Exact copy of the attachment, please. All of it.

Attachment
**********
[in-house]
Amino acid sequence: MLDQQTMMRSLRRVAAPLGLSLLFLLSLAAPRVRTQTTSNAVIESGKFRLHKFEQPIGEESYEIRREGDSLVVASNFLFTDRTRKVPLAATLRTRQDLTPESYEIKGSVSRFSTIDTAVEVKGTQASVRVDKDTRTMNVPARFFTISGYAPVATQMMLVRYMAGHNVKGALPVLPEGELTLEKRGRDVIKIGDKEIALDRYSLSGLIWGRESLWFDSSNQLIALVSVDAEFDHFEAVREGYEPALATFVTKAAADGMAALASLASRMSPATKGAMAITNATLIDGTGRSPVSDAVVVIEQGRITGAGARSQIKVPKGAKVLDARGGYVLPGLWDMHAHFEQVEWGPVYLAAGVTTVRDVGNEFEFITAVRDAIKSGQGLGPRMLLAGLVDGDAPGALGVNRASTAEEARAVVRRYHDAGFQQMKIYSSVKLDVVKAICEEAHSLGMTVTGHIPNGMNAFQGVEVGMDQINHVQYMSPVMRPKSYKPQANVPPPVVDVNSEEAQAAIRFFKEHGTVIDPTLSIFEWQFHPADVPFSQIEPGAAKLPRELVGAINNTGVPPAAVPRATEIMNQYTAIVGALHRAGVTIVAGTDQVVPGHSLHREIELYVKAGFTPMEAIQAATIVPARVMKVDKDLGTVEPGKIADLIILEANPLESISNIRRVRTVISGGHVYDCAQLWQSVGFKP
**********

[in-house]
Amino acid sequence: MLDQQTMMRSLRRVAAPLGLSLLFLLSLAAPRVRTQTTSNAVIESGKFRLHKFEQPIGEESYEIRREGDSLVVASNFLFTDRTRKVPLAATLRTRQDLTPESYEIKGSVSRFSTIDTAVEVKGTQASVRVDKDTRTMNVPARFFTISGYAPVATQMMLVRYMAGHNVKGALPVLPEGELTLEKRGRDVIKIGDKEIALDRYSLSGLIWGRESLWFDSSNQLIALVSVDAEFDHFEAVREGYEPALATFVTKAAADGMAALASLASRMSPATKGAMAITNATLIDGTGRSPVSDAVVVIEQGRITGAGARSQIKVPKGAKVLDARGGYVLPGLWDMHAHFEQVEWGPVYLAAGVTTVRDVGNEFEFITAVRDAIKSGQGLGPRMLLAGLVDGDAPGALGVNRASTAEEARAVVRRYHDAGFQQMKIYSSVKLDVVKAICEEAHSLGMTVTGHIPNGMNAFQGVEVGMDQINHVQYMSPVMRPKSYKPQANVPPPVVDVNSEEAQAAIRFFKEHGTVIDPTLSIFEWQFHPADVPFSQIEPGAAKLPRELVGAINNTGVPPAAVPRATEIMNQYTAIVGALHRAGVTIVAGTDQVVPGHSLHREIELYVKAGFTPMEAIQAATIVPARVMKVDKDLGTVEPGKIADLIILEANPLESISNIRRVRTVISGGHVYDCAQLWQSVGFKP